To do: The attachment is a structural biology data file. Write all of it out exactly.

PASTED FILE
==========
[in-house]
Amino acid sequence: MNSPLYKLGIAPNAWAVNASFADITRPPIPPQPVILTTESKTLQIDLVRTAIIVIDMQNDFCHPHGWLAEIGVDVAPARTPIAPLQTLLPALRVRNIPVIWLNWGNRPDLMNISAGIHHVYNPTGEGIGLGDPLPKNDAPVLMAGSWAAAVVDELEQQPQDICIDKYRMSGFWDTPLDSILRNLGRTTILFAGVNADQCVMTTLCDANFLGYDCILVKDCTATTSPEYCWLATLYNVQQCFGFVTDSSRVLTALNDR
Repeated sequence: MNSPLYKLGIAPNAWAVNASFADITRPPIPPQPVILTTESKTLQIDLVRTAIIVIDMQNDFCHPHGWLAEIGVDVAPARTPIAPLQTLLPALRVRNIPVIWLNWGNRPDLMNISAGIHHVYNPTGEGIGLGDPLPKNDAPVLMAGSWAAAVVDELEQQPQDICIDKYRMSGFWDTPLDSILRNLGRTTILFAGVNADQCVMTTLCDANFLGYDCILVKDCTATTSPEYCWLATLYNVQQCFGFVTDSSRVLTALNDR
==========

[in-house]
Amino acid sequence: MNSPLYKLGIAPNAWAVNASFADITRPPIPPQPVILTTESKTLQIDLVRTAIIVIDMQNDFCHPHGWLAEIGVDVAPARTPIAPLQTLLPALRVRNIPVIWLNWGNRPDLMNISAGIHHVYNPTGEGIGLGDPLPKNDAPVLMAGSWAAAVVDELEQQPQDICIDKYRMSGFWDTPLDSILRNLGRTTILFAGVNADQCVMTTLCDANFLGYDCILVKDCTATTSPEYCWLATLYNVQQCFGFVTDSSRVLTALNDR
Repeated sequence: MNSPLYKLGIAPNAWAVNASFADITRPPIPPQPVILTTESKTLQIDLVRTAIIVIDMQNDFCHPHGWLAEIGVDVAPARTPIAPLQTLLPALRVRNIPVIWLNWGNRPDLMNISAGIHHVYNPTGEGIGLGDPLPKNDAPVLMAGSWAAAVVDELEQQPQDICIDKYRMSGFWDTPLDSILRNLGRTTILFAGVNADQCVMTTLCDANFLGYDCILVKDCTATTSPEYCWLATLYNVQQCFGFVTDSSRVLTALNDR